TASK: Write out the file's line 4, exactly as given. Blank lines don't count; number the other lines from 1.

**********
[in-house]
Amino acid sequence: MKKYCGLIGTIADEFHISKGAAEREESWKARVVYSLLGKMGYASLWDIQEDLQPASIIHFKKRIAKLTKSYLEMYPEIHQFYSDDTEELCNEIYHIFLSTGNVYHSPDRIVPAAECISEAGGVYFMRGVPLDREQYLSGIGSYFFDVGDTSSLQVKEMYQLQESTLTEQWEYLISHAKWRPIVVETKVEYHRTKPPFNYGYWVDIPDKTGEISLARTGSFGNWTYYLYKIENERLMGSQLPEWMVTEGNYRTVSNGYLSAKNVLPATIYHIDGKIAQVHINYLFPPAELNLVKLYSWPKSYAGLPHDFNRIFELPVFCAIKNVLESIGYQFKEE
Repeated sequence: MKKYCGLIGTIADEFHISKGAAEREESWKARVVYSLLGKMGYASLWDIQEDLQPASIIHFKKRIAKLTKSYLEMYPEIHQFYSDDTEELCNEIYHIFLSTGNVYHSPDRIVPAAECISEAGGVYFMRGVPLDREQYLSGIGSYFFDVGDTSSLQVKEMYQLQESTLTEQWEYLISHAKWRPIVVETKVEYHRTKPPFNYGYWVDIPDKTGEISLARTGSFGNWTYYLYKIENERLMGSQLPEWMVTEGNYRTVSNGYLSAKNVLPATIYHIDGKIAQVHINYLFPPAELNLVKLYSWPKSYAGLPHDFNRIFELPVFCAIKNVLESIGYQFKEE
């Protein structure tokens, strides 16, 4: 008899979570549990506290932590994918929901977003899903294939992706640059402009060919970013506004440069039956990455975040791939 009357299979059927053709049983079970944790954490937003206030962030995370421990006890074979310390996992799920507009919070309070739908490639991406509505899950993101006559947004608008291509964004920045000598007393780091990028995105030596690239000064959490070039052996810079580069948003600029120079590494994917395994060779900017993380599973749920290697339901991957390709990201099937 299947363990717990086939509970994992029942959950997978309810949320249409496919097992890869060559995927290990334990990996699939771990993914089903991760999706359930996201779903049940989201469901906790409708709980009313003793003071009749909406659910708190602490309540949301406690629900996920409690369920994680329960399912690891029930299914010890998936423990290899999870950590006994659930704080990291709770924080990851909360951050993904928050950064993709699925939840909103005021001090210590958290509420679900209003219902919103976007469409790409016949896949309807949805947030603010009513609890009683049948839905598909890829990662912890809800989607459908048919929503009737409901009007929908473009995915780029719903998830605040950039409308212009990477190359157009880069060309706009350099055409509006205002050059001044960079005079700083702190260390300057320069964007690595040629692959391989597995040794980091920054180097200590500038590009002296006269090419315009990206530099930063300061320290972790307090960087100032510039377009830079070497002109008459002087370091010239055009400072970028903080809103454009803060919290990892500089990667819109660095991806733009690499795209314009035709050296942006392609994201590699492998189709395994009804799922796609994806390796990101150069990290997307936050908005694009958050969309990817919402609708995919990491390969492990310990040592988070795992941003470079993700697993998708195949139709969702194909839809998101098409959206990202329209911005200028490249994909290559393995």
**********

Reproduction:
């Protein structure tokens, strides 16, 4: 008899979570549990506290932590994918929901977003899903294939992706640059402009060919970013506004440069039956990455975040791939 009357299979059927053709049983079970944790954490937003206030962030995370421990006890074979310390996992799920507009919070309070739908490639991406509505899950993101006559947004608008291509964004920045000598007393780091990028995105030596690239000064959490070039052996810079580069948003600029120079590494994917395994060779900017993380599973749920290697339901991957390709990201099937 299947363990717990086939509970994992029942959950997978309810949320249409496919097992890869060559995927290990334990990996699939771990993914089903991760999706359930996201779903049940989201469901906790409708709980009313003793003071009749909406659910708190602490309540949301406690629900996920409690369920994680329960399912690891029930299914010890998936423990290899999870950590006994659930704080990291709770924080990851909360951050993904928050950064993709699925939840909103005021001090210590958290509420679900209003219902919103976007469409790409016949896949309807949805947030603010009513609890009683049948839905598909890829990662912890809800989607459908048919929503009737409901009007929908473009995915780029719903998830605040950039409308212009990477190359157009880069060309706009350099055409509006205002050059001044960079005079700083702190260390300057320069964007690595040629692959391989597995040794980091920054180097200590500038590009002296006269090419315009990206530099930063300061320290972790307090960087100032510039377009830079070497002109008459002087370091010239055009400072970028903080809103454009803060919290990892500089990667819109660095991806733009690499795209314009035709050296942006392609994201590699492998189709395994009804799922796609994806390796990101150069990290997307936050908005694009958050969309990817919402609708995919990491390969492990310990040592988070795992941003470079993700697993998708195949139709969702194909839809998101098409959206990202329209911005200028490249994909290559393995």